We Do and We Hear

In the movie Julie and Julia there’s a moment when Julia Child is waiting in a train station for Avis, a friend of many years and many letters back and forth. A bit nervously Julia tells the woman who has come with her to the station that Avis has said she will be wearing a plaid jacket and that is how Julia will recognize her.

The friend is confused. Has Julia never met Avis? No, Julia says, they’ve only written letters.

The friend is amazed, and clearly we in the audience are meant to be as well. How can you have a years long correspondence with someone you’ve never met? To me this is quite ordinary. I have been writing letters for years with nine or ten people, only three of whom I’ve had the pleasure of meeting face to face (and them only once or twice).

I collect fountain pens. Some are brand new, others as much as 100 years old.

Fountain Pens

Fountain Pens

[Group of Wahl pens from the ’20s, ’30s, and ’40s. The gold pen, second from left, inspired my story “Master Matyas” in my bookThe Tarot of Perfection: A Book of Tarot Tales. Look closely and you can see the inscription, “M. Matyas”.]

The pens are not for show, I write with them. I write almost all my books and stories and articles by hand, in journals with blank pages (I don’t want to draw between the lines, why should I write in them?)

And I write letters. There’s a whole community of us, connected by online forums (my favorite— www.Pentrace.net) but then branching off into actual letters, sometimes running eight or nine pages. When I first starting doing this a friend asked “What do you write about?” (considering that I didn’t know any of the people). I kind of mumbled “Well, mostly what pens we’re using, and where we got them.”

That’s changed. With some people I write about politics (including a friend in Baltimore who’s as far right as I’m left), some it’s metaphysics, some it’s issues of psyche and identity, and with some it’s just about our lives. My pen pals include a horse rancher in Texas (formerly of the intelligence community), an Indian-American physicist in Anne Arbor, and a poet and academic in New Zealand (okay, her I met first, before we began writing),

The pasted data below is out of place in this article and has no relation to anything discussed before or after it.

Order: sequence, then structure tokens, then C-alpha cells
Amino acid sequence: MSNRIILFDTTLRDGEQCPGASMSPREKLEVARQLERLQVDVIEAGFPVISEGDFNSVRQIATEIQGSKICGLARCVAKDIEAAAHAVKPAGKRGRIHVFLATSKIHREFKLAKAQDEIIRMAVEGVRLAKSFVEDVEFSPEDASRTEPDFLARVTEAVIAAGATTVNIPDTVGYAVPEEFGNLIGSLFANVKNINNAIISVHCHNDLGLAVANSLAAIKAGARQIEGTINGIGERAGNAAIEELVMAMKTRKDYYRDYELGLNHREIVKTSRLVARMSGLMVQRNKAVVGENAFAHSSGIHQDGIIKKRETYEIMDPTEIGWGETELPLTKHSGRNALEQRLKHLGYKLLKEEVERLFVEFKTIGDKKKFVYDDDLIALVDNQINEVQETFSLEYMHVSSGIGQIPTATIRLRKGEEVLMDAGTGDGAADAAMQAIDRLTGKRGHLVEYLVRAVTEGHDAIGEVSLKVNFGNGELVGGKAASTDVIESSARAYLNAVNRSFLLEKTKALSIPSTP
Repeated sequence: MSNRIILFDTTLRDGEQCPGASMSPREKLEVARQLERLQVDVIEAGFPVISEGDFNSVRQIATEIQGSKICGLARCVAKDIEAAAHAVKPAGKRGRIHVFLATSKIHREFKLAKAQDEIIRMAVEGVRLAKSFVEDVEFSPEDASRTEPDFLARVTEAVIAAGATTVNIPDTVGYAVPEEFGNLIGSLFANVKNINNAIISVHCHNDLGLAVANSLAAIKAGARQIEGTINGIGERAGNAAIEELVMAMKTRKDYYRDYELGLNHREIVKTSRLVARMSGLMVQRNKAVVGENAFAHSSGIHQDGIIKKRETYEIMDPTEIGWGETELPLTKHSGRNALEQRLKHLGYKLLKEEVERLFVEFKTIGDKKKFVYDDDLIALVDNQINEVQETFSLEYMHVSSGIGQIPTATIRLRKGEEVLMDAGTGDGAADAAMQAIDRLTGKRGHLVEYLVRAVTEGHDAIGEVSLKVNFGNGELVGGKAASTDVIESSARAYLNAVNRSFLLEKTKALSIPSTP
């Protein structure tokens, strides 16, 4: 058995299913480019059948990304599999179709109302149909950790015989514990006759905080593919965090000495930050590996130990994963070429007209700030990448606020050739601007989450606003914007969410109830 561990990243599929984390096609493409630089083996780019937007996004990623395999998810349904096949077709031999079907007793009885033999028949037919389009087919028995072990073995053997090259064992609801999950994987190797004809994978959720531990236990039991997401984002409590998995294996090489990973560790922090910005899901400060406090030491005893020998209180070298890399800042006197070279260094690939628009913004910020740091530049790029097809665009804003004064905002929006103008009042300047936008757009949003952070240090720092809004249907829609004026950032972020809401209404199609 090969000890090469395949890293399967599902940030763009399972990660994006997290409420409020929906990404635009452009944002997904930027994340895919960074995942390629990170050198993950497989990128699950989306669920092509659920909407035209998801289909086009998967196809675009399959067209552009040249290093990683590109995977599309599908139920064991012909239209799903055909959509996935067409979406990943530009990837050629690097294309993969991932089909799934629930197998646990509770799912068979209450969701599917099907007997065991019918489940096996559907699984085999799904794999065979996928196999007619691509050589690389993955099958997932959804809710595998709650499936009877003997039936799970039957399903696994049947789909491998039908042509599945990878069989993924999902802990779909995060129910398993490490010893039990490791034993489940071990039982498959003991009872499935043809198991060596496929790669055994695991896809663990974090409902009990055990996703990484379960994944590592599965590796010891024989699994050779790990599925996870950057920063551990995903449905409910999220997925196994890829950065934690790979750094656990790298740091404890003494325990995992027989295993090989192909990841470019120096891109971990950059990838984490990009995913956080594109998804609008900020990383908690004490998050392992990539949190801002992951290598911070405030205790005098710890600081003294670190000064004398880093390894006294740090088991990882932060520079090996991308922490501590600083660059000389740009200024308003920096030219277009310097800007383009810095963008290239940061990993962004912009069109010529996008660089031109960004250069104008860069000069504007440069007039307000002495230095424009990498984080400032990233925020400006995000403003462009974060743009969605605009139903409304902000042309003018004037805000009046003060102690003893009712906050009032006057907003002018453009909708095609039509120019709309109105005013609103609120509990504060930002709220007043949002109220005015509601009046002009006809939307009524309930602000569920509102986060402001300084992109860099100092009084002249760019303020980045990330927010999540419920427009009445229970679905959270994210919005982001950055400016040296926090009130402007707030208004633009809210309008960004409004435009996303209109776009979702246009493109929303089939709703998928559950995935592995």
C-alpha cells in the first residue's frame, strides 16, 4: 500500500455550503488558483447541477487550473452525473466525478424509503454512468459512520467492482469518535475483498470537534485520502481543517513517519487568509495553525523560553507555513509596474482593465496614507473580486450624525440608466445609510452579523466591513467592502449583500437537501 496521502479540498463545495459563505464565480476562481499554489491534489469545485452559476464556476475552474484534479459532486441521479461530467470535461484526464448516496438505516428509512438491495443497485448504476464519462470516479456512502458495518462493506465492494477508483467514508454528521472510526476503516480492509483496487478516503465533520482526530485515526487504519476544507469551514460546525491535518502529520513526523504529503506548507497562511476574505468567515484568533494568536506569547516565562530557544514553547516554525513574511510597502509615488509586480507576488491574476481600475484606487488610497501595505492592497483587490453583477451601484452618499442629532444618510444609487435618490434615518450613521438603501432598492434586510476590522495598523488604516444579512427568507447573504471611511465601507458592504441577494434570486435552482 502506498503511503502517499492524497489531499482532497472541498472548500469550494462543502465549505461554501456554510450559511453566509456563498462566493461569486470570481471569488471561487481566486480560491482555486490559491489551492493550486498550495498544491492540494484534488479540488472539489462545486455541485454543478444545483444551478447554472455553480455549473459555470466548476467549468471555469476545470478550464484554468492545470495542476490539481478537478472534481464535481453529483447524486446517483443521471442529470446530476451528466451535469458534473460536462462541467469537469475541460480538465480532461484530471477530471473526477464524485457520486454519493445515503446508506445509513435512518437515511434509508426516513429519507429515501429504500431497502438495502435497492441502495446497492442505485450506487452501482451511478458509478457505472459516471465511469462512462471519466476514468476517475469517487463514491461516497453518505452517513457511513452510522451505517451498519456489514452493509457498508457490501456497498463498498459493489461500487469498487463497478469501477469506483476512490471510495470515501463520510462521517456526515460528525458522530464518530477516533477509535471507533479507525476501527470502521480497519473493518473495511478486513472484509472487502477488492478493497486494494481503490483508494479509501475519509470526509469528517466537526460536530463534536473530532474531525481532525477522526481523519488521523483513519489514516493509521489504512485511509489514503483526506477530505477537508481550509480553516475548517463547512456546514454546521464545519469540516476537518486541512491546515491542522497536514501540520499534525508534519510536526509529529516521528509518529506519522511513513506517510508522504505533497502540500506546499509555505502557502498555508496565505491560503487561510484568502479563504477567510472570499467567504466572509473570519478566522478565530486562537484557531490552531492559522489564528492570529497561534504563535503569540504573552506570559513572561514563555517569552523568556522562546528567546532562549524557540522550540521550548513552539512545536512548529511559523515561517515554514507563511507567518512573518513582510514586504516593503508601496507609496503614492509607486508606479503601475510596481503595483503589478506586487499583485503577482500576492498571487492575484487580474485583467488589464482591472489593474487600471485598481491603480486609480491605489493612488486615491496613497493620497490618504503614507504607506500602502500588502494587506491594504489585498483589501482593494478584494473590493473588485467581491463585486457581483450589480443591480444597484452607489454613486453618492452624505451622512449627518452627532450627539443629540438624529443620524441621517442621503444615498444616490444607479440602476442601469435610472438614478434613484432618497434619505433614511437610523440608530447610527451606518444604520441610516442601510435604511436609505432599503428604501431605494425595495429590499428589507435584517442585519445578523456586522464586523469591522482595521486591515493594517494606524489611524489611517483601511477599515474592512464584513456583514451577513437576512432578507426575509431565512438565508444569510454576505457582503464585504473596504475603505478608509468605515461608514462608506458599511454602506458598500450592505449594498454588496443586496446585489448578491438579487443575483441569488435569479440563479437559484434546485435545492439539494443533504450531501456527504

One of my favorite correspondents is a woman deeply versed in Jewish history, Talmud, and other spiritual traditions, including early Christianity. Her name is Myra Love, and she’s one of the people I’ve met (twice now). Myra’s letters are long and rich, covering a lot of territory.

In the most recent, she wrote that when the Israelites heard the divine voice at Mt. Sinai they responded “We do and we hear.” This, as Myra says, is an odd construction, since we’d expect the opposite. I wrote back that what they were being told was not immediately clear to them, and that the only way it could ever become clear, be really heard, was by doing what was asked of them.

Some things cannot be theorized. We have to do them to know what they’re about, and often, keep doing them before we can start to get what they are. Tarot reading is like this. Some people try to study books, and memorize meanings before they try out reading the cards. But reading cards is so fluid and dynamic, changing every time we do it, that the only way to learn is by doing. We do and we hear.

I decided to ask the Tarot about this issue—literally do a reading and see if I could hear what the cards were telling me. Two cards, one for doing, one for hearing, from The Shining Tribe Tarot.



Doing—Justice. One of the primary attributes of this card is seeing, looking. The Tarot version of Justice does not wear a blindfold. And of course, the first thing we do with a card is look at it. But the seeing of Justice is also a commitment to truth. We do readings justly. In my book Rachel Pollack’s Tarot Wisdom: Spiritual Teachings and Deeper Meanings, I quoted a line from the Torah: “Justice, justice shall you pursue.” Thus, one of the main things the Israelites pledged to do before they could hear was pursue justice.



Hearing—the Chariot. The Chariot is a vehicle of action, of will, but not just the will of the ego. By reaching up into the light, the Charioteer connects his will to something higher. The Chariot is a vehicle. Two thousand years ago mystics traveled to heavenly “palaces” through intense visualizations of a divine chariot. “Hearing” is not a physical act but a total experience that takes us to unknown places.

We do and we hear.

The Tarot of Perfection: A Book of Tarot Tales